As many if not most of you are already aware, I was subjected to an intense campaign of doxing, harassment, threats, and vandalism this past summer owing to comments I had posted on social media in the aftermath of George Floyd’s murder. Although this campaign had waned significantly by August, it has since resumed with a vengeance this past week following a speech I delivered at a campus rally for Breonna Taylor on Thursday, 24 September. Within 24 hours of that event I had already received several death threats. The situation quickly escalated after fascists (acting in concert with local media) disseminated a comment I posted on a friend’s Facebook page.
Some readers may remember the dispute I had here back in April with Jason Brennan and Phil Magness over the use of lethal force to enforce social distancing orders. The issue was: are there any circumstances such that lethal force would be justified in enforcing such orders?
I said yes: if someone refuses compliance, and then not only resists an order to comply, but escalates resistance to the point of serious physical danger to others, it can be justifiable to shoot them dead. I say “shoot them dead” because under the rules of engagement that apply in police work, every shot is intended to be a kill shot: if an officer draws a weapon, it’s understood she had no choice but to do so; if she fires, she aims at the subject’s torso, which is the largest and most easily-hit target; and given the nature of standard police firearms, and the likelihood that the officer will fire more than once, the subject’s death is highly likely, whether literally intended or not. Continue reading
Imagine a person A who confronts a complete stranger, B, and shoots B out of pure malice. A now encounters C and gets ready to shoot her from the same motivation, but is prevented by D, a police officer, who shoots A before A can shoot C.
Who has initiated force in this scenario, and who has engaged in retaliatory force? It’s an interesting question. Walking through a neighborhood park, I overheard a discussion on the subject, carried on by two interlocutors, Simpleton and Overthinker. Continue reading
I wrote this post back when Michael Bloomberg was still a presidential candidate. He dropped out of the presidential race on March 4. Soon after that, the pandemic struck. Consumed in the latter issue, I forgot that I’d written the second half of my “Bloomberg on Stop and Frisk” series. In some ways it’s dated, but in other ways not, so for whatever it’s worth, I’ve decided to run it now, six months after the fact. Sue me.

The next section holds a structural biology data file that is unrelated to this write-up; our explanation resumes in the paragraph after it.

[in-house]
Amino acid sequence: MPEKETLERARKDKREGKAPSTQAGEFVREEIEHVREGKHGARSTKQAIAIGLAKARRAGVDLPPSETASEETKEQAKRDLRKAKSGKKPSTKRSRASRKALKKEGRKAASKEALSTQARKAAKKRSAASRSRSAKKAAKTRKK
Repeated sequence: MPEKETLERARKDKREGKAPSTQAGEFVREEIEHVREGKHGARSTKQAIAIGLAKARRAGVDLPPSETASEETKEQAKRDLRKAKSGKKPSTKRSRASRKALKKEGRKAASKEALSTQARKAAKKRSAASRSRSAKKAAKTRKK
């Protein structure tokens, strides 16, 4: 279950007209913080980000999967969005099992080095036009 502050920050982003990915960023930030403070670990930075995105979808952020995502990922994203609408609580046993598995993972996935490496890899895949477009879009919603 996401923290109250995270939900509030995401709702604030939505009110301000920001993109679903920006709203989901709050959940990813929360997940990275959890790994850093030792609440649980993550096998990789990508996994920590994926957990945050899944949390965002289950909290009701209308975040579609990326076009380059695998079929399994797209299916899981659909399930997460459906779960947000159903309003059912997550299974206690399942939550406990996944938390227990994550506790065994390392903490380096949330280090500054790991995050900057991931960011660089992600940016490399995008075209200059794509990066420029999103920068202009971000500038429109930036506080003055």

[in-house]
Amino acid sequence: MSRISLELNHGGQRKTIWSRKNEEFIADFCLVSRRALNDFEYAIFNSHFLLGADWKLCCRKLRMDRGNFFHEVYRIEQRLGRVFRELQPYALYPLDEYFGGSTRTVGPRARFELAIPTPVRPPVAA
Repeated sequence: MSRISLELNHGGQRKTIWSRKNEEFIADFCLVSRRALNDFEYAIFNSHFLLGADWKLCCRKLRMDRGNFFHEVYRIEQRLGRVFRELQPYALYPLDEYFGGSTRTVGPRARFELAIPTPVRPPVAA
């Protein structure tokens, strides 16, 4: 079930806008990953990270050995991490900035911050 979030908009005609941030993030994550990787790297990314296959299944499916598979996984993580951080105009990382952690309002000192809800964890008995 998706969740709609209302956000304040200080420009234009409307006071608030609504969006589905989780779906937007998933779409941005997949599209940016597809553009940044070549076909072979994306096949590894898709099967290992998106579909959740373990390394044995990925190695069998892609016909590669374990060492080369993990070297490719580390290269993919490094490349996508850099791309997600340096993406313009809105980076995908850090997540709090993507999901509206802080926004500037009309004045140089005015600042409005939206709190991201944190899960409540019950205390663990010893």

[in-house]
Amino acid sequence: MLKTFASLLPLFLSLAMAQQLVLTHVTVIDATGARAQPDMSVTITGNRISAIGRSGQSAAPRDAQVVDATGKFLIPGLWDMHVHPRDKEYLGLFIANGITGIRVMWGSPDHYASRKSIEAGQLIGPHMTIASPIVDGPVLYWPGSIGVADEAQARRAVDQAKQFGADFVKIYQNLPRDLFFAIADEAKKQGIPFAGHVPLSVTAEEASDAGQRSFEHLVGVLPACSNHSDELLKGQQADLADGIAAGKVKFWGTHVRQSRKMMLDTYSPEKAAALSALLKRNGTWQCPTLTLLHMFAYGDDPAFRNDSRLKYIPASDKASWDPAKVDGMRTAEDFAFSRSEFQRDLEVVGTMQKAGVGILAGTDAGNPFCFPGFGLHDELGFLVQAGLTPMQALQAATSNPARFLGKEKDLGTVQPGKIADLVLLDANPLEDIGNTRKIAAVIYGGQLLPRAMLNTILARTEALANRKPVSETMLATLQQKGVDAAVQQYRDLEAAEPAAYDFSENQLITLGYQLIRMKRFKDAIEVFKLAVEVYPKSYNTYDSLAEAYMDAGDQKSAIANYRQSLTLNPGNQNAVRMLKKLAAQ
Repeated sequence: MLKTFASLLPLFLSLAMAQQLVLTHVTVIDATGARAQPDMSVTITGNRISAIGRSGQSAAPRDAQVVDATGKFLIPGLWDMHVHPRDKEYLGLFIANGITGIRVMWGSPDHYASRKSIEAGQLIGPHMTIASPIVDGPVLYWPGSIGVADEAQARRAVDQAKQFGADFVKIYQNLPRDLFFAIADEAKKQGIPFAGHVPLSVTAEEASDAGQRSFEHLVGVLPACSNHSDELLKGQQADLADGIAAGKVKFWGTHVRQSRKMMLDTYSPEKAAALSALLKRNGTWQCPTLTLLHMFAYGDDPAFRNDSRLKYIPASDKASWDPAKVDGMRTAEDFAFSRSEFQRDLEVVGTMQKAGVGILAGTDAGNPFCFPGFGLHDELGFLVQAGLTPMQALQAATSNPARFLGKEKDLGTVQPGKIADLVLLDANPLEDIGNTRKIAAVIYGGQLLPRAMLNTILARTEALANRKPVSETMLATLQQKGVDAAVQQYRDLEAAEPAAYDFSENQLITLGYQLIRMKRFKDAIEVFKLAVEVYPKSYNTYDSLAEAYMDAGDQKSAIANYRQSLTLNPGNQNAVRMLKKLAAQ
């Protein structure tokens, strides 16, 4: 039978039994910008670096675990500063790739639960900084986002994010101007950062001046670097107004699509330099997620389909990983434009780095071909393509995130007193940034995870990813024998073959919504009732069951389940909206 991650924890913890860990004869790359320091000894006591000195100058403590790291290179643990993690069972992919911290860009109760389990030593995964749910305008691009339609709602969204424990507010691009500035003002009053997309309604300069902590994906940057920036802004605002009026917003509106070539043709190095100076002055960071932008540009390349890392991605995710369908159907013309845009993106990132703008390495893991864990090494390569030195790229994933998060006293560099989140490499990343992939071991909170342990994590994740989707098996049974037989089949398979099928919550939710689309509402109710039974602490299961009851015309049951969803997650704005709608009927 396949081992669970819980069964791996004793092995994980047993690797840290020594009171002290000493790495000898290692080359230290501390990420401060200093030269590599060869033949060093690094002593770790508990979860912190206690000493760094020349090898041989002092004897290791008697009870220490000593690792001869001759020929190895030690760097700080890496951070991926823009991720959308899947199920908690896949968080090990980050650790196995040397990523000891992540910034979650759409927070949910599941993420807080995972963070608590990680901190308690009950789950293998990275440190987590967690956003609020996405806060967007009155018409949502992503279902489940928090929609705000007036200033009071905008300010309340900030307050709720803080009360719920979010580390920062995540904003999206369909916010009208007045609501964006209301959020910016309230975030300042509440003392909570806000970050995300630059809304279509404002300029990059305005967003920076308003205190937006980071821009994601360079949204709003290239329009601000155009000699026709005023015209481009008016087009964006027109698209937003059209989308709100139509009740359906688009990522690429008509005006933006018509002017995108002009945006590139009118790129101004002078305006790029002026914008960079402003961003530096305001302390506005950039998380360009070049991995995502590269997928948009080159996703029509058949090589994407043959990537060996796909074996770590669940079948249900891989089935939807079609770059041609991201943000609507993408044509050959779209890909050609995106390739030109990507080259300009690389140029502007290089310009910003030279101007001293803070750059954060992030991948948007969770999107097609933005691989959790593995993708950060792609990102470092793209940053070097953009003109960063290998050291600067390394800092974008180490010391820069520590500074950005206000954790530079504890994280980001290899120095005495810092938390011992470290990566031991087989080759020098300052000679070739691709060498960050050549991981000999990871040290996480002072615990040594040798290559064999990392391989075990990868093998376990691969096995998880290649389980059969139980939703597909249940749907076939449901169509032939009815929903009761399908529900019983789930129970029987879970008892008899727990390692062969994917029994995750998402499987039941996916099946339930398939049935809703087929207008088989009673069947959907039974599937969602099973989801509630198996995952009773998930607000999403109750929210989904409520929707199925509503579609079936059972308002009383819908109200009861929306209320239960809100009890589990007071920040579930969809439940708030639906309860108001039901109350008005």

In my last post on this topic, I distinguished between two different senses of “stop and frisk,” ordinary and Bloombergian, and argued that the distinction between them matters to our assessment of Michael Bloomberg as presidential candidate. On the one hand, it makes no sense to attack Bloomberg for his support of ordinary stop and frisk. To attack ordinary stop-and-frisk is to attack police work as such. On the other hand, it makes perfect sense to attack him for the specific version of it that prevailed when he was mayor of New York City. To attack Bloombergian stop and frisk is to attack a perversion of the real thing. Continue reading
I can’t stand Michael Bloomberg. I don’t intend to vote for him, and regard his entry into the presidential race as a net loss for liberty and justice. That said, I also think that some of what’s been said in criticism of him is confused, and in some cases downright childish. Unfortunately, this is particularly true of the policy that most obviously redounds to Bloomberg’s discredit: stop and frisk. If we’re going to nail Bloomberg on stop and frisk, we need to get the issue right, or at least avoid getting it wrong. But “we” haven’t. Continue reading
A colleague of mine went to India over Christmas break, and gifted me a box of Indian sweets–laddu, barfi, and the like. I gluttonously consumed two-thirds of the box a few minutes after receiving the gift. I then put the box in the fridge of our faculty lounge, thinking I’d eat the rest the next day. I open the fridge just now, and it’s gone. And no, it can’t be a mistake. So yeah, it was stolen–as in theft, larceny, crime. It was in a distinctive gift box, and was virtually the only thing in the fridge. And it had to have been stolen by a faculty member, because the door to the lounge has a combination lock known (or presumably known) only to faculty. I guess Maintenance has access as well, but I simply don’t believe Maintenance would do something like this.
What manner of depravity is this? What kind of colleagues would steal a gift out of the faculty lounge–at a Franciscan school? Is nothing sacred?